EU presidency: Belgium prepared for 2024 leadership role

Every six months, an EU member state holds the presidency of the Council of the European Union. At the beginning of 2024, Belgium will fulfil this role and be responsible for organising and directing the work of the various Council formations. The country will draw up the work programme and set its priorities.

As president, Belgium will lead the European agenda and promote cooperation between member states. The aim is to strengthen the EU and make progress in several areas, such as climate change, economic growth and social cohesion. There will also be a focus on culture and public participation to inform and raise awareness of European policies among citizens and civil society.

The Belgian regions – Flanders, Wallonia and Brussels-Capital – will highlight the cultural component of the presidency. Particular attention will be paid to people aged 16 to 18, who are able to vote in the European elections for the first time. These elections will take place between 6 and 9 June 2024.

European elections

During the Belgian presidency, the mandate of Ursula von der Leyen’s Commission will expire. Several dossiers are expected to be adopted in the first three months of 2024. After that, there will likely be a vacuum until the end of the presidency. Belgium, therefore, faces the challenge of concluding negotiations with the European Parliament on ongoing legislative dossiers in the early months of 2024.

There are no elections for the EU presidency. Each member state takes its turn. In 1958, Belgium was the first country to hold the presidency of the European Economic Community, the forerunner of the EU, which had six members: Belgium, the Federal Republic of Germany (West Germany), France, Italy, Luxembourg and the Netherlands.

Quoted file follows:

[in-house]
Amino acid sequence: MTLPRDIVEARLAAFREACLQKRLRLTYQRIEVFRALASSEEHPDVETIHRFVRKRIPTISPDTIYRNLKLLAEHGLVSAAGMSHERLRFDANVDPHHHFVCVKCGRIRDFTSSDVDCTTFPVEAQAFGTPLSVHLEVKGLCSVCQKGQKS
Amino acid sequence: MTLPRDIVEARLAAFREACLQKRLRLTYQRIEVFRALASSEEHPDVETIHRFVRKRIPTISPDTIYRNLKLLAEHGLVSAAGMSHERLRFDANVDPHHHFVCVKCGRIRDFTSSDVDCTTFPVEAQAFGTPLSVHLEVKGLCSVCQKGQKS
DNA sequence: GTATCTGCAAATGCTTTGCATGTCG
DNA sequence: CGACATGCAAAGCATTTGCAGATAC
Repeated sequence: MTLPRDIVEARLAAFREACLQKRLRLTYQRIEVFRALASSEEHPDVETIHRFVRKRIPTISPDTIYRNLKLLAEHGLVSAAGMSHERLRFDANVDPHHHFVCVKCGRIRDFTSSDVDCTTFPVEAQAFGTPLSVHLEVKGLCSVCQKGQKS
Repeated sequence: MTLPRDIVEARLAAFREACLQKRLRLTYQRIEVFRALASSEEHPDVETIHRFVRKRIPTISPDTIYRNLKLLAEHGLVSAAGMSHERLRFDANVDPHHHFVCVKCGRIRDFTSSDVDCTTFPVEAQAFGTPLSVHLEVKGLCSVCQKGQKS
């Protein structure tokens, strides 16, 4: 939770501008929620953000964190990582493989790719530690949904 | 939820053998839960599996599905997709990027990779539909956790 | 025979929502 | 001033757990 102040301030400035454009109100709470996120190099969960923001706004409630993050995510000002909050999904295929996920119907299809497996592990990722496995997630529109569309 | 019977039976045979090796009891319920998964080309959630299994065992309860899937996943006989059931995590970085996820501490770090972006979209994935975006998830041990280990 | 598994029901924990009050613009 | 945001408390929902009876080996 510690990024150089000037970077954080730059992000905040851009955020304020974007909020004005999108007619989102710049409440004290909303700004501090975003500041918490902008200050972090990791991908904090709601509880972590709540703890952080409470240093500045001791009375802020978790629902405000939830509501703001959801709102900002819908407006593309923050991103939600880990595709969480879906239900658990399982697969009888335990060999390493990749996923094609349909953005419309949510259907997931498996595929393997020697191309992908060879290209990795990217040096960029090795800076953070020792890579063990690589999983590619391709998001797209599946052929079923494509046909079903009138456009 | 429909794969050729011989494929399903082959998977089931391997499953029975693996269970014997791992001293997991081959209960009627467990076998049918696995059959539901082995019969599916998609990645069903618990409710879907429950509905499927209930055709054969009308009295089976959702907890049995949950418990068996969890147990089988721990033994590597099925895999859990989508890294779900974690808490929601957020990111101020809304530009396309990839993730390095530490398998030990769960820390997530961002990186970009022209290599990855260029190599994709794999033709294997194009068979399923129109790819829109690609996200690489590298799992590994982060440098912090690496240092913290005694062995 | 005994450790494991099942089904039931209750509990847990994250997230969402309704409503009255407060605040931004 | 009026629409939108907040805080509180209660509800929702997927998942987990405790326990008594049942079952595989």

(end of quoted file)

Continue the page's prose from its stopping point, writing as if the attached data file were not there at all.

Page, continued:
Trio of presidencies

The EU has 27 member states today, and the president’s job has become much more significant. For example, each country holding the presidency works closely with two other countries, which take turns to hold the presidency.

The trio of presidencies sets long-term goals and draws up a common agenda of the issues and significant topics that the Council will deal with for 18 months. On this basis, each of the three countries – in this case Spain in the second half of 2023, Belgium in the first half of 2024 and Hungary in the second half of 2024 – develops its six-month programme.

Whoever holds the presidency helps set the European agenda, negotiates and works on decisions. It is an opportunity for an EU member state to put its priorities on the European agenda, raise its profile and increase its visibility.

The Council does not have a fixed composition but meets in 10 Council formations, depending on the policy area for which the ministers are responsible. There are two formal meetings per presidency to ratify a series of decisions and one informal meeting to exchange views on specific issues.

Divided opinions

Meanwhile, opinions on Hungary’s presidency in the second half of 2024 are divided. In a resolution in June, the European Parliament denounced the Orban government’s lack of respect for the rule of law. It also said it had no confidence in the Hungarian presidency and called on other member states to find a “solution”.

“The presidency is not only a privilege, it is also a duty”

Belgian prime minister Alexander De Croo believes it would be a bad idea. “I think it would be counterproductive. The presidency is not only a privilege, it is also a duty. It obliges a member state to show its colours, play its role as president and be a conciliator. It would even put Hungary in a luxury position,” he said.